The state’s top school official is defending his efforts to tell parents they can use tax dollars to send their children to private and parochial schools. Arizona Public Radio’s Howard Fischer reports.
The controversy surrounds a robocall John Huppenthal made on behalf of the Alliance for School Choice.
“I want you to know about a state program that provides money for parents to offer alternative education choices for their children, including private school. That’s right. You may be able to send your child to private school for free,” Huppenthal said on the recording.
Huppenthal is referring to a voucher-like program now available to students with special needs and any youngster in a school rated D or F by the Department of Education. It provides what’s called a scholarship good for up to 90 percent of what the state would pay to send the child to public schools. About 200,000 of the state’s 1.1 million children already are eligible to opt out of public schools — and take their dollars with them. And, legislation pending this year could eventually extend that to all youngsters. The call angered Arizona Education Association President Andrew Morrill.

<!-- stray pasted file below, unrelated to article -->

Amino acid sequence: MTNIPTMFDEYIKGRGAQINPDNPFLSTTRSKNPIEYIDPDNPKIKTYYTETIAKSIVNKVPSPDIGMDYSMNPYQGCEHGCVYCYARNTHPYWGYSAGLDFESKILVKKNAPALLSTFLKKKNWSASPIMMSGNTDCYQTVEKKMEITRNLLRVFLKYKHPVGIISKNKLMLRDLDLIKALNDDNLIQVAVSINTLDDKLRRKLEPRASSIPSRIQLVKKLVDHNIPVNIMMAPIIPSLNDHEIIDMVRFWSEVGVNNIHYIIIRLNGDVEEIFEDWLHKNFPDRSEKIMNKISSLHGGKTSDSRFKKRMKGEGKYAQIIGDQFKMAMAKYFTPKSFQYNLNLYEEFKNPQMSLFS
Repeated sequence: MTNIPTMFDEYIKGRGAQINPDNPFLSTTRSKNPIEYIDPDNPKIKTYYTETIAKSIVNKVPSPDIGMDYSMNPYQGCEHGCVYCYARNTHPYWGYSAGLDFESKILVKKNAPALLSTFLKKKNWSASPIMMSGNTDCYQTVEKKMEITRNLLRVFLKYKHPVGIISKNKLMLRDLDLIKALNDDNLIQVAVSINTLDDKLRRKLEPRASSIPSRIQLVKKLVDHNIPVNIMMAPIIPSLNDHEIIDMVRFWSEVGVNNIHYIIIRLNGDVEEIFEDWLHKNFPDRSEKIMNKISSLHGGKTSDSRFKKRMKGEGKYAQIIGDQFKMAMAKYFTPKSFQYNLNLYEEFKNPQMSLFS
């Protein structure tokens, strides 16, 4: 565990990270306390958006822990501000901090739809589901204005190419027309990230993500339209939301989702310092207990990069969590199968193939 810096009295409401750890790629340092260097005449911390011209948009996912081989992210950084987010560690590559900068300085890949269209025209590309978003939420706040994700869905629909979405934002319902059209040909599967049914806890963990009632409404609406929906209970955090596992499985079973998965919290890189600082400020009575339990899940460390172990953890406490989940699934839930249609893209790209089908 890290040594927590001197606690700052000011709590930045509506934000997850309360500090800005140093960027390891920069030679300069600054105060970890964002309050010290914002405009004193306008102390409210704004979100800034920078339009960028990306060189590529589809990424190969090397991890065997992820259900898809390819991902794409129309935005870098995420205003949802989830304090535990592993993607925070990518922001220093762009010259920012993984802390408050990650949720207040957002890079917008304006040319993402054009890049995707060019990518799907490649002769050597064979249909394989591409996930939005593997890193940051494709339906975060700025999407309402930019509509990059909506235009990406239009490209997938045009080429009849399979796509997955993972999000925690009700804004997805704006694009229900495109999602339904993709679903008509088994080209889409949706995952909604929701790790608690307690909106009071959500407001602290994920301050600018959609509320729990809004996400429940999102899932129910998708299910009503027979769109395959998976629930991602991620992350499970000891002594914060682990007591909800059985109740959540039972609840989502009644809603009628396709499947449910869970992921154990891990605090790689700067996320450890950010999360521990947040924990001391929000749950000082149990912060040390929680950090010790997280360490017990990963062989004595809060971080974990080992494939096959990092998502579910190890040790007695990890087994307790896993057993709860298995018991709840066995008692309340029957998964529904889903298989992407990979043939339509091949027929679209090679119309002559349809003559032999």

“I think it’s very unfortunate that the elected leader of our public instruction system, public school system — and, by the way, I think that’s distinction without a difference in this case — saw fit to encourage parents to leave that system,” Morrill said.
Huppenthal refused to be interviewed. But in a prepared statement he said he was simply trying “to appraise parents of a unique program, not advocate for private school instruction over that of a public school education.”